(Image: Tom Red/Private Media)

If governments at both state and federal levels really wanted to work together to make a difference in the lives of our young teens, a focus on vaping would be an almighty good start.

In the past month, dozens of schools in several states have disciplined students for vaping in toilets, behind classrooms or on sports fields. But it’s the age of the students that should cause most alarm here. Routinely they are in Years 6, 7 and 8.

“And they don’t even think they are cigarettes,” one teacher said. “That’s because they smell like strawberries.”

If thousands of pre-teens were lighting up cigarettes bought online or on the black market there would be national outrage, crisis meetings and a call for parents to lift their game and know what their children are doing.

But vaping has been allowed to spiral out of control due to a lack of knowledge about its ingredients, and an absence of regulation that has seen a huge percentage — some experts estimate perhaps more than 90% — of disposable vapes come from China, where companies can make half a million in a single day. If we are going to take on China, this is no less important to the future of our children than tiffs over trade.

Late in 2021 in Australia it became illegal to buy nicotine vaping products from overseas websites (as well as locally) without a doctor’s prescription, but already a black market on social media has made up for any sales losses.

And arguably this has made it even more difficult to police. The lack of transparency around ingredients is at the heart of how damaging vaping can be. The same toxic and cancer-causing chemicals found in regular cigarettes are being found in vapes.

“This includes the highly addictive chemical nicotine, heavy metals, ultrafine particles, volatile organic compounds and some flavouring chemicals that can be harmful to health,” a Queensland Department of Health guide says.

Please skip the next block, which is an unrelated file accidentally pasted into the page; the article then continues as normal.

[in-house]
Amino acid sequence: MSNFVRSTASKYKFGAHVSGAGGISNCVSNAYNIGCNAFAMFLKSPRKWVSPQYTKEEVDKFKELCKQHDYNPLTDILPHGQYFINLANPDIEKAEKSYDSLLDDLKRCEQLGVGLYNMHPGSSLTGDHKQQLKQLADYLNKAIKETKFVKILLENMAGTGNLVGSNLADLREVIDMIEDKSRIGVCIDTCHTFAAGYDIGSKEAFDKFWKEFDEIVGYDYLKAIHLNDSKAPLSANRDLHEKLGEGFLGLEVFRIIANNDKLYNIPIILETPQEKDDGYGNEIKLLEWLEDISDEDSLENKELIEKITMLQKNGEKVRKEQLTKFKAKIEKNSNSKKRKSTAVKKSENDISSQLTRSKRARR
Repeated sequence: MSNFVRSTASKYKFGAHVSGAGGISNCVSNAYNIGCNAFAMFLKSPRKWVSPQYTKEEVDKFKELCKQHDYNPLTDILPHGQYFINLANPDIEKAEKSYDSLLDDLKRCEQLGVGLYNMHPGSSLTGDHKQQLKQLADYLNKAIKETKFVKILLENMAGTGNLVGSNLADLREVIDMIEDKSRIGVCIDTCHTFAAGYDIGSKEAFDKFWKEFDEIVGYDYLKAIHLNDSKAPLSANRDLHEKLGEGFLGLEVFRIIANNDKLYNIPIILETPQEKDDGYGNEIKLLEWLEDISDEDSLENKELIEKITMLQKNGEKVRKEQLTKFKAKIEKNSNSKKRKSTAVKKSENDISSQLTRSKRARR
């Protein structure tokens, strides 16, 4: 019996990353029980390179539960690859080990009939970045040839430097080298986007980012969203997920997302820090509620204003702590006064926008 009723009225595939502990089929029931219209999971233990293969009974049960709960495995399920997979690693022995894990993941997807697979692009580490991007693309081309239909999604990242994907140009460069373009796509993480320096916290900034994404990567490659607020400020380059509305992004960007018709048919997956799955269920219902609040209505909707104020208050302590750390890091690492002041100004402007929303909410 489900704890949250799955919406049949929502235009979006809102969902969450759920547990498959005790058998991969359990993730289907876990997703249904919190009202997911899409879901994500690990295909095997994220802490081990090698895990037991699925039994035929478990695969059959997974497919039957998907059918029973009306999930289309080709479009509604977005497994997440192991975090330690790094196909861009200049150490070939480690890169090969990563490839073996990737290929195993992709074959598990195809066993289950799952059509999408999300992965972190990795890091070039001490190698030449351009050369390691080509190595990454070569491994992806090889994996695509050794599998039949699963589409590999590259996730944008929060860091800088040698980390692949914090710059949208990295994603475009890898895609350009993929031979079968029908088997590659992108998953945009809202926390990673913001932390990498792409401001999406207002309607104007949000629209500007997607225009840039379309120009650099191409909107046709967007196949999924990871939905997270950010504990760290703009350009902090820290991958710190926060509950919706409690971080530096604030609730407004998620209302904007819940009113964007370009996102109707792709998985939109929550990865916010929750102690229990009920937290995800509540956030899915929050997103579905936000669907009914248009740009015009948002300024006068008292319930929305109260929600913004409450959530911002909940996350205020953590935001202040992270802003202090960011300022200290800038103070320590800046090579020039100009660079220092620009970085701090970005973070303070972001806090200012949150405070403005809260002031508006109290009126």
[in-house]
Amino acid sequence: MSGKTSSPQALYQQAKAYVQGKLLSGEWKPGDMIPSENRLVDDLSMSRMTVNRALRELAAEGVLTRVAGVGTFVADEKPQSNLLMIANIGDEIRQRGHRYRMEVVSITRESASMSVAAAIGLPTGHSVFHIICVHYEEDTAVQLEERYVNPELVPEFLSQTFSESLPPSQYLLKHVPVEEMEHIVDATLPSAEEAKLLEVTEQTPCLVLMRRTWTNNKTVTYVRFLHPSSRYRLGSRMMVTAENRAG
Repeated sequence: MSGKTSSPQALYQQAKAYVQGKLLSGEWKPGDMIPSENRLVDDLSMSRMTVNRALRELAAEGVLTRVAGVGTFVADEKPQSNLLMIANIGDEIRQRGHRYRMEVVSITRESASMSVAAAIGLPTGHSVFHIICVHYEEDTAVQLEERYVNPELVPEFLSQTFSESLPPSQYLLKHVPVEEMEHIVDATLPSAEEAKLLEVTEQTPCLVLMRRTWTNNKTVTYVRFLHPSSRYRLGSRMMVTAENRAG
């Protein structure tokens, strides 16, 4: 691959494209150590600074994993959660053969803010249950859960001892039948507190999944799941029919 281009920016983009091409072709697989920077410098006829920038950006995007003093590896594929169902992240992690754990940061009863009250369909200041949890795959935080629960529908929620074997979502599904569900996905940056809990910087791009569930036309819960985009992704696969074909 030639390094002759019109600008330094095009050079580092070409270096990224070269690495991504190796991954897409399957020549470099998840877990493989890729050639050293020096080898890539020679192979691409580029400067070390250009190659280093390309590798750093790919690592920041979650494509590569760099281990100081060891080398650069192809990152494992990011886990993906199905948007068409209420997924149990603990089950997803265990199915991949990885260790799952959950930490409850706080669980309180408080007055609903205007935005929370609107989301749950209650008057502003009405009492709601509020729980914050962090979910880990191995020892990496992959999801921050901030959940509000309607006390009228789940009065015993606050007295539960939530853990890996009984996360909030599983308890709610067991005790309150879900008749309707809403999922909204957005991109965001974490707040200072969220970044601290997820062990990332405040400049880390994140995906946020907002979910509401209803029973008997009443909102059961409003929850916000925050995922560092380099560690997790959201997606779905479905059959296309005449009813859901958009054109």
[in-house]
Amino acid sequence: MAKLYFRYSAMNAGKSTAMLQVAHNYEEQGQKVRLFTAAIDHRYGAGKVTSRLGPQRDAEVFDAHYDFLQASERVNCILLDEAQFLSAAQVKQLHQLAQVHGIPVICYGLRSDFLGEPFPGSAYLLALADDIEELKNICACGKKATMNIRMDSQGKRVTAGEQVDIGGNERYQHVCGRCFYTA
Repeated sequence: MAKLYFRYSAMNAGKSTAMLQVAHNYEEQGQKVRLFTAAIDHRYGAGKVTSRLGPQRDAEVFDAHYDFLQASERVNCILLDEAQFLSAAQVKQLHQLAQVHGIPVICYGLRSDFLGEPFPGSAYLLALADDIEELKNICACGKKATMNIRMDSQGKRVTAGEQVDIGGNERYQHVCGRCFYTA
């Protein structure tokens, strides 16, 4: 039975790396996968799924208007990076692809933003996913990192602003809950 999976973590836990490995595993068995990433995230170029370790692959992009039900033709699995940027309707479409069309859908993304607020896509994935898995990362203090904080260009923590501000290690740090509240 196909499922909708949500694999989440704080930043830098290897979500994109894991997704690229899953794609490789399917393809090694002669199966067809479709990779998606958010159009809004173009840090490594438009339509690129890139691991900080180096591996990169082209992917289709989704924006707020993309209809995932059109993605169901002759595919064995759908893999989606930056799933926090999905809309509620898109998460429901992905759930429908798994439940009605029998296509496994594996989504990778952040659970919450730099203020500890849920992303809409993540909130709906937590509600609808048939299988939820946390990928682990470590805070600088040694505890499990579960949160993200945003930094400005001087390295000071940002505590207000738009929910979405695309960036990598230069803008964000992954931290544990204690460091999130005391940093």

Nicotine has been found in e-cigarette liquids claiming to be nicotine-free, and one teaspoon of commercially available liquid nicotine, according to some experts, can be irreversibly damaging or fatal for a young child.

Big vaping proponents, like big tobacco in decades past, are happy to attack detractors in an attempt to silence them. In an illustration of the murky influence of those pushing vapes, last night Four Corners revealed how a national vaping lobby group donated a total of $44,000 to the Liberal Party. 

GPs say the take-up in vaping by young adults had swamped the reduction in traditional tobacco smoking in older age groups.

“We just don’t know what’s in half of these little vape sticks. It’s not just water and nicotine, because nicotine doesn’t taste like blueberries,” one says.

Indeed the nicotine levels in some vapes have been found to be higher than in traditional cigarettes. And a NSW Health study has found that 70% of vapes contained high levels of nicotine — even though the labels do not mention nicotine as an ingredient.

And yet 400,000 Australians are vaping, and the number of young Australians who’ve taken it up has doubled over the past year.

Alarmingly, educators say it is younger students who are trying it, believing it’s not dangerous and was akin to “inhaling lollies” (because of the different flavours on offer). And those still doing it in senior school are addicted to the disguised nicotine they’ve been ingesting for several years.

We need to do more than say a prescription is required to access a vape. We need to teach children what they are consuming, police a black market that is growing by the day, and stop their import at the borders.